- Try to understand the court’s ruling, then realize there’s nothing to understand because it is over and done.
- Think of all the reasons why the judge shouldn’t do this.
- Look at the defense lawyers who are not making eye contact.
- Consider the defense lawyers getting paid for trying a case that they are going to try all over again (and bill for all over again). Am not saying defense lawyers who get paid by the hour have an incentive to ask for a mistrial at the end of a case. Am not saying that…
- Unplug computer, start rolling up cords, put projector in case, all while the judge is still talking about some type of logistical issue. Have temporarily lost the ability to hear what the judge is saying. Good thing co-counsel is paying attention.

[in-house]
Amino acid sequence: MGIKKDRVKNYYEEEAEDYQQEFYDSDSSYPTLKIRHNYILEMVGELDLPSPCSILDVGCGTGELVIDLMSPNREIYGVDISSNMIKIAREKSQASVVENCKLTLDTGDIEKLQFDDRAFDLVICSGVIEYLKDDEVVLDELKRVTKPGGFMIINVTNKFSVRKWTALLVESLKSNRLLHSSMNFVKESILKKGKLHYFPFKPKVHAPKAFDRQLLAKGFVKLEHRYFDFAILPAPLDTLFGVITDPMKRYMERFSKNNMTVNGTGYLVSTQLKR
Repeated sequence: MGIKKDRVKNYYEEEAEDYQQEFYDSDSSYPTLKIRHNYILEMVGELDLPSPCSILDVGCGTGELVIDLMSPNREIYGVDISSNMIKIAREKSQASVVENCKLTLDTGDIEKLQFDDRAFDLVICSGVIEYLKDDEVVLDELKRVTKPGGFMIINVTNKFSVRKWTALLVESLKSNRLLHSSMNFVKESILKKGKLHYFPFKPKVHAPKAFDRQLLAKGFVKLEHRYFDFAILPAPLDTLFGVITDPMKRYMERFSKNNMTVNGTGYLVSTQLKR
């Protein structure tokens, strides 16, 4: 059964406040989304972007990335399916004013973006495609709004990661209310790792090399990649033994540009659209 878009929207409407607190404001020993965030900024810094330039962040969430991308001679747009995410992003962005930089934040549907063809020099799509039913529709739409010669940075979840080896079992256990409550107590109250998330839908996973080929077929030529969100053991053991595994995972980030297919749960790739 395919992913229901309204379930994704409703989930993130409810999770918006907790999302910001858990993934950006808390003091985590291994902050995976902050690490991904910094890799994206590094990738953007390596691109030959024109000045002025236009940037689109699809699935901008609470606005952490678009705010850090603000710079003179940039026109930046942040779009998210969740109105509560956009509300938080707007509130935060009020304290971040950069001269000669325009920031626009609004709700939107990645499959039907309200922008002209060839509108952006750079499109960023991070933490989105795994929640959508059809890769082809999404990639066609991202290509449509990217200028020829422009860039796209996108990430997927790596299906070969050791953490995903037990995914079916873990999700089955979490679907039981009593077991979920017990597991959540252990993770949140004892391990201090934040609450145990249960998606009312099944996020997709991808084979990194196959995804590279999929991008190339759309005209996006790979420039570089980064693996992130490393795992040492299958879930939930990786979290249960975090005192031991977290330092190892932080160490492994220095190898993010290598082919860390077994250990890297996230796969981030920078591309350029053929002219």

- Hear the Judge say they will give the jurors our contact info so they can talk to us if we wish. We wish.
- Email office announcing the mistrial and ask for Mike to come pick up the big screen.
- Begin setting up appointments on other cases to fill tomorrow now that will not be in trial.
- Temporarily ignore the questions from law firm asking what happened.
- Listen to tummy rumble due to spending the lunch hour researching legal grounds for mistrial in the law library
- Decide that being upset won’t help anything.
- Analyze feelings and decide more resigned and irritated than actually mad.
- Channel irritation, pick up Nala at doggie day care and get a salad at Whole Foods.
- Think about eating salad, but instead invite co-counsel over to the house to unwind.
- Which is nice.
- After she leaves for airport, eat salad which is delicious.
- Go for run with Nala that includes a lot of wind, the sun going down, and the slightest amount of drizzle at the very end.
- Make popcorn and watch yesterday’s episode of The Good Wife on Amazon. It’s not the same without Will.
- Watch an episode of Drop Dead Diva. Decide it’s also past its prime.
- Begin to write blog
- See email come in from one of the jurors. Asking what happened.
Photo: The Court’s cow collection on the shelf behind us.